Fundamental Concepts of Animation: Frames, Layers and Layer Folders

By Yatin S. Shelke


The science of animation is now nearly a century old. It started with simple animated cartoons on movie projectors but today it is a cutting edge technology using powerful computers and display devices. The basic technique of animation remains a continuous loop of two steps:

  • loading a "frame"
  • displaying the "frame" on screen

The concept of a Frame is of fundamental importance to animation.


A frame is uniquely defined by a combination of the image to be displayed and the time the image is to be displayed. A sequence of frames makes an animation. Each frame is displayed on the screen until the next frame overwrites it. Since each frame remains displayed on the screen for a tiny but finite time period, you can think of an animation as frames displayed at discreet intervals of time in a continued sequence.

Any scene change happens by drawing a whole new frame. Even changing a single pixel requires drawing the next frame in its entirety. Furthermore, even if the image of the scene remains constant, identical content must be drawn in subsequent frames as long as the still scene is needed.

In practice, the time needed to refresh the screen must be negligible compared to the time the frame remains on the screen. If this were not so, the viewer would notice the individual scene changes, which would be an awful animation experience. In the case of a movie projector, the refresh time is the time that the shutter remains closed while the next frame of film is loaded. In case of the computer monitor, it is the time required for the monitor's electron gun to traverse the entire screen from left to right and up to down to draw each pixel on the screen.

The content of the frame is the image (every pixel on the screen) to be displayed. It is possible for one monolithic function in an animation engine to draw all the pixels of each frame. The movie projector is like this kind of monolithic function, as it loads an entire image for each frame. The movie projector can do this because the content of each frame is available as a separate image. However, it is a completely different situation in a video game. Let's say that the player is sitting still in a closed room. The screen will display a still image of the room view. Now the player gives some input to turn around the room gradually. For example, right-click-and-drag in SPORE turns the player gradually, at the speed of the mouse. The view of the virtual world needs to change as the turn progresses. It would be impossible to store every possible image of the virtual world and then load the right image for each part of the turn. Instead, the content of each frame, while turning, must first be computed and before it is copied into video memory. The term for this computation is Rendering the frame.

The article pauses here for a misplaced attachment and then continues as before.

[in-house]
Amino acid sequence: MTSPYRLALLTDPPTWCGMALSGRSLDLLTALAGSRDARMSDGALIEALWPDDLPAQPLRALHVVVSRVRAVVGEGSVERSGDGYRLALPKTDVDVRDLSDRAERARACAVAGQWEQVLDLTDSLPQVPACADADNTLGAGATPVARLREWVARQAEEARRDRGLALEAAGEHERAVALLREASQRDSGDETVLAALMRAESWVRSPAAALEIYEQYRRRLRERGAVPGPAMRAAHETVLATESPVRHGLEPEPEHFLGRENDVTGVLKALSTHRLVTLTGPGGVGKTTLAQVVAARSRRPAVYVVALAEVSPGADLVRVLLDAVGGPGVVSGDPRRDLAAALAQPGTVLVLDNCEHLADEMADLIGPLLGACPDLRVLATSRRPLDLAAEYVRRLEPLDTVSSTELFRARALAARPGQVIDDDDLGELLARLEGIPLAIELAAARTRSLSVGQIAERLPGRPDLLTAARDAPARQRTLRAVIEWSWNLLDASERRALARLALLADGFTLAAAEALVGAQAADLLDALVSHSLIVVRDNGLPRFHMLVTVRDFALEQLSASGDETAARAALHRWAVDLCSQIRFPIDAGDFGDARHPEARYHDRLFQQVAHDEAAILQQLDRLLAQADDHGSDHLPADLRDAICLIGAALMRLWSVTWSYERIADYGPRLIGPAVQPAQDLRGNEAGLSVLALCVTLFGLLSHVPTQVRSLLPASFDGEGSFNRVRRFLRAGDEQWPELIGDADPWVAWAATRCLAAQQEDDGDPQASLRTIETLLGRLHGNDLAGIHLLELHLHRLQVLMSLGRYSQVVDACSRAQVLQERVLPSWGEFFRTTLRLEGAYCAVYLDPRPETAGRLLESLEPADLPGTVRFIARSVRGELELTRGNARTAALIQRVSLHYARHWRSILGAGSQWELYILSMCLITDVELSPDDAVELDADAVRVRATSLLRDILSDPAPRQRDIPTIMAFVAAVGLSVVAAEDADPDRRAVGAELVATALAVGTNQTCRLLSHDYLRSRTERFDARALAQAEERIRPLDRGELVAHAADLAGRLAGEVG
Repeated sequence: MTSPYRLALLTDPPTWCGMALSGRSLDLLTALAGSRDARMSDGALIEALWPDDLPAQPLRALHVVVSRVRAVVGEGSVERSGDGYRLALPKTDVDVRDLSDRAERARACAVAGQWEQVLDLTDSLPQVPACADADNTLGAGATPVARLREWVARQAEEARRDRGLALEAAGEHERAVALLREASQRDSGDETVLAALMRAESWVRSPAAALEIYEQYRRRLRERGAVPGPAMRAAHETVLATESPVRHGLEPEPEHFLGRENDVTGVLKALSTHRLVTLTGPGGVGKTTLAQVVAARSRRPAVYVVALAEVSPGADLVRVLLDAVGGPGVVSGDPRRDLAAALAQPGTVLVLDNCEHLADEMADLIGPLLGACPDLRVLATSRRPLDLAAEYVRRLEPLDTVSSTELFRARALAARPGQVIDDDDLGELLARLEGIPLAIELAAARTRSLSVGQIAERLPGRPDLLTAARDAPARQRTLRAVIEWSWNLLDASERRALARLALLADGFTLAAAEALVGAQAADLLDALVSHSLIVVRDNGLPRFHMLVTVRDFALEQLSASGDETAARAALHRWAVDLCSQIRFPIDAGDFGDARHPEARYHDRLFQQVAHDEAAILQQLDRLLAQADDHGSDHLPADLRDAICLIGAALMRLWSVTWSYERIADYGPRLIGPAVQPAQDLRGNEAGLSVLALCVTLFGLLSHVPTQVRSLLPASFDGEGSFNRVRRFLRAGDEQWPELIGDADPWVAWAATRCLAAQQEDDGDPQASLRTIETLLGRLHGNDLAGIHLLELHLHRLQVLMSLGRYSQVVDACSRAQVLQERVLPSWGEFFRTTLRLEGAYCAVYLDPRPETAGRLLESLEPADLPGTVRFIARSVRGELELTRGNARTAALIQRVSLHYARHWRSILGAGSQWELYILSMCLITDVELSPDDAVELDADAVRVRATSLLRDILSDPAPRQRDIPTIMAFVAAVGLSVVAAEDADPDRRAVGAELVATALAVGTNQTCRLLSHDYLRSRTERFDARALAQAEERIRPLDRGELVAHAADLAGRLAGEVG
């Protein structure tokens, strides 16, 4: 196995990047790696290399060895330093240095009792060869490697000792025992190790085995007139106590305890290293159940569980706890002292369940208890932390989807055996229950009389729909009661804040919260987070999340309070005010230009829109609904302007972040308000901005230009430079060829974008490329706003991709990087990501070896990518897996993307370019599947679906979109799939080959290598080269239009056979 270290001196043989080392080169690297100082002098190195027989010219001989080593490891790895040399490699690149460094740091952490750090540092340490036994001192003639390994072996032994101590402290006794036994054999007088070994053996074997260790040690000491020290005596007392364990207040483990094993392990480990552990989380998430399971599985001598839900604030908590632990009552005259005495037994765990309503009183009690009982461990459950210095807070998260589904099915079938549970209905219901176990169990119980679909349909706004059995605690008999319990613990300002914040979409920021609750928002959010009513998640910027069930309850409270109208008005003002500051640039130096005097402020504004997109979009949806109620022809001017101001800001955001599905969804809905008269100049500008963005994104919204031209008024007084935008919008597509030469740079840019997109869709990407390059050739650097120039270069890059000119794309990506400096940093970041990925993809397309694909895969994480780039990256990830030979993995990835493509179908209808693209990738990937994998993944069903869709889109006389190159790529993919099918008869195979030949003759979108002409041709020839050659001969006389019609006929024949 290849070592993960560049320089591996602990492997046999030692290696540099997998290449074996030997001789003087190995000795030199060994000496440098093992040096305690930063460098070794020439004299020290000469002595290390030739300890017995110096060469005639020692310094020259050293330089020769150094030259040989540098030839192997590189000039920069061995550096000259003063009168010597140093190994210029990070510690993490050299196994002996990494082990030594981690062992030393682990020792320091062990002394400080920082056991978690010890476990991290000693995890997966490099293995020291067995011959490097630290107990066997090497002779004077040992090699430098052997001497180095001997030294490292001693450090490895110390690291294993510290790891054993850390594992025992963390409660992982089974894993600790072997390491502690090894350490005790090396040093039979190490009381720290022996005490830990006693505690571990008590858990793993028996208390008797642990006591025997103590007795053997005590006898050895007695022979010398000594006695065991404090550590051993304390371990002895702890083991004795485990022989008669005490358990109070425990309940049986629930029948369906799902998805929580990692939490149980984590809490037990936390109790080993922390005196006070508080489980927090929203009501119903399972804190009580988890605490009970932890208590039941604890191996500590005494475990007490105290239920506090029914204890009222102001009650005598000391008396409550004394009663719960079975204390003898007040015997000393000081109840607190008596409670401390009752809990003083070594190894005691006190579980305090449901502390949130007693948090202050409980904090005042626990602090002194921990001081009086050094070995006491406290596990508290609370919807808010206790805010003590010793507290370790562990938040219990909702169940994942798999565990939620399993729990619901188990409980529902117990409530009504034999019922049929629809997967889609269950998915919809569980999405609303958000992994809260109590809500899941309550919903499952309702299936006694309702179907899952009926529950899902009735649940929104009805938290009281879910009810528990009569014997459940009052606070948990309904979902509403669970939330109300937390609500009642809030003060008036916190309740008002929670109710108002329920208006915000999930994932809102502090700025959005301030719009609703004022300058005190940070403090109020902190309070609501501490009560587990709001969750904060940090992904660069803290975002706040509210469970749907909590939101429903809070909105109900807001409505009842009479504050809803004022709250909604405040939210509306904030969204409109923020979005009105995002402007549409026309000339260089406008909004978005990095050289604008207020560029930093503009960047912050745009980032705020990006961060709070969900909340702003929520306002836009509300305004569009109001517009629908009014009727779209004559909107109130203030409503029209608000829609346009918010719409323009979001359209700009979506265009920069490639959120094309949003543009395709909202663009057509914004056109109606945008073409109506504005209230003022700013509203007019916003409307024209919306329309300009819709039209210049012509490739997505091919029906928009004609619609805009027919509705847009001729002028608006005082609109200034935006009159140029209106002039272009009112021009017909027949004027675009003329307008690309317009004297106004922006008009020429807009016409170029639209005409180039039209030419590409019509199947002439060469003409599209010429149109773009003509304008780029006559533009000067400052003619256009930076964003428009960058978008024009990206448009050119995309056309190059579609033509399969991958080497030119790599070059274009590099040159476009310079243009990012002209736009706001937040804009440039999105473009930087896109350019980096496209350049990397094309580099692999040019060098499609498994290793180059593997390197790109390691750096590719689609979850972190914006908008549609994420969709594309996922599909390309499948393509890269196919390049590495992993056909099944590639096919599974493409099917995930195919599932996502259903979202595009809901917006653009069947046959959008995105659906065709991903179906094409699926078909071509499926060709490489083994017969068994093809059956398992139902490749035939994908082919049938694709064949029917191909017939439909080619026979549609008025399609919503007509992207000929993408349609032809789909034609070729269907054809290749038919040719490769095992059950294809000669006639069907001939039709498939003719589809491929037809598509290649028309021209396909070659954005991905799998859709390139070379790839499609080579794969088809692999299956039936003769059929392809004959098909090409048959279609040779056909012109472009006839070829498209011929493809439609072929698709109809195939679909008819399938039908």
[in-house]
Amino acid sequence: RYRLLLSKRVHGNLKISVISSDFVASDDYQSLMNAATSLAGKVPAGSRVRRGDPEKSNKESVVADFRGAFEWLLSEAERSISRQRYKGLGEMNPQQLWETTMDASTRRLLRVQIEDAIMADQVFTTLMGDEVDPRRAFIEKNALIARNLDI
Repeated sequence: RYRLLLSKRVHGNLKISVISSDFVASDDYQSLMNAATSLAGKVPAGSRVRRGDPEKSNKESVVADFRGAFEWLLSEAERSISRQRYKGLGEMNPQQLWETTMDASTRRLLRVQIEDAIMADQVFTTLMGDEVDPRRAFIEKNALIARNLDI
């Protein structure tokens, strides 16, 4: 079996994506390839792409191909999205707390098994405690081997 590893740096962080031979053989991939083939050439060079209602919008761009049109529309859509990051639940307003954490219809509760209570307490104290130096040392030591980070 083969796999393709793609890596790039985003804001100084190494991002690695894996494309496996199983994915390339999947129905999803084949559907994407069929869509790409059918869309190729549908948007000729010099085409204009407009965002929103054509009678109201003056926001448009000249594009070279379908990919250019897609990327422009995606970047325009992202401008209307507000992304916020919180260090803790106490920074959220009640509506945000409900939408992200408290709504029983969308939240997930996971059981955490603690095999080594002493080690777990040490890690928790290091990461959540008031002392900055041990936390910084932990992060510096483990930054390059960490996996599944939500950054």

The imagery in the 3D games available today is very realistic and detailed. In DOOM 3, almost every object in the game is a 3D object and there are lots and lots of objects in any one scene of the game. Every object requires code to be drawn. The final image of each scene is a composite of the images of individual objects drawn in a particular sequence. A possible drawing sequence is the walls, floor, ceiling, the fixtures on the walls, the pictures on the walls, the doors, windows, the furniture of the room, the objects on the floor, the objects on the furniture, the monsters in the room and finally the player's hands and weapon. The order is important because, for example, the furniture must be drawn after the walls and floor, otherwise when the walls and floor were drawn, they would overwrite the furniture. The player's hands and weapons must be drawn last as they should always be visible. To achieve this proper layering, you can write separate functions for drawing each object and have the main frame drawing function call these individual functions in a particular sequence. Since each object being drawn can be mapped to an Animation Object, you can think of a "Layer" abstraction that holds the Animation Object and provides the animation engine the image for the Animation Object. The animation engine asks the Layer to draw its contribution to the frame image content. The abstract class Layer should have a generic method to get the image contents of that layer e.g. Layer::get_image_content(). This method would call AnimationObject::get_next_frame() on the animation object that it contains.